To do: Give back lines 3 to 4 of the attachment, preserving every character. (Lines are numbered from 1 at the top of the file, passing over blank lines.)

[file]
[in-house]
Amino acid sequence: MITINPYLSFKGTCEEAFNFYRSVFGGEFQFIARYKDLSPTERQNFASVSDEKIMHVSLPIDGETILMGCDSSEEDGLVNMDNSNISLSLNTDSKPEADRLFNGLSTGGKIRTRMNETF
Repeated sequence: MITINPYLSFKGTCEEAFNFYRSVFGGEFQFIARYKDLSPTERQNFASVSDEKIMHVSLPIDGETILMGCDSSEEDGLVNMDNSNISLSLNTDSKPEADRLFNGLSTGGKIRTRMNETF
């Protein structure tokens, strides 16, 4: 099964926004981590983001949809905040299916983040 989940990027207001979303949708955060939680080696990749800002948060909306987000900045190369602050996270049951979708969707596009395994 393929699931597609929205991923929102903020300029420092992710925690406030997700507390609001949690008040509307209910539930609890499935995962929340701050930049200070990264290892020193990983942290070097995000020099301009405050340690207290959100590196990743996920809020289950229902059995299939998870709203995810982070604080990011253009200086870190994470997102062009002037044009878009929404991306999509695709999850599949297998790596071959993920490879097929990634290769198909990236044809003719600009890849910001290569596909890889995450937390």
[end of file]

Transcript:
Repeated sequence: MITINPYLSFKGTCEEAFNFYRSVFGGEFQFIARYKDLSPTERQNFASVSDEKIMHVSLPIDGETILMGCDSSEEDGLVNMDNSNISLSLNTDSKPEADRLFNGLSTGGKIRTRMNETF
């Protein structure tokens, strides 16, 4: 099964926004981590983001949809905040299916983040 989940990027207001979303949708955060939680080696990749800002948060909306987000900045190369602050996270049951979708969707596009395994 393929699931597609929205991923929102903020300029420092992710925690406030997700507390609001949690008040509307209910539930609890499935995962929340701050930049200070990264290892020193990983942290070097995000020099301009405050340690207290959100590196990743996920809020289950229902059995299939998870709203995810982070604080990011253009200086870190994470997102062009002037044009878009929404991306999509695709999850599949297998790596071959993920490879097929990634290769198909990236044809003719600009890849910001290569596909890889995450937390």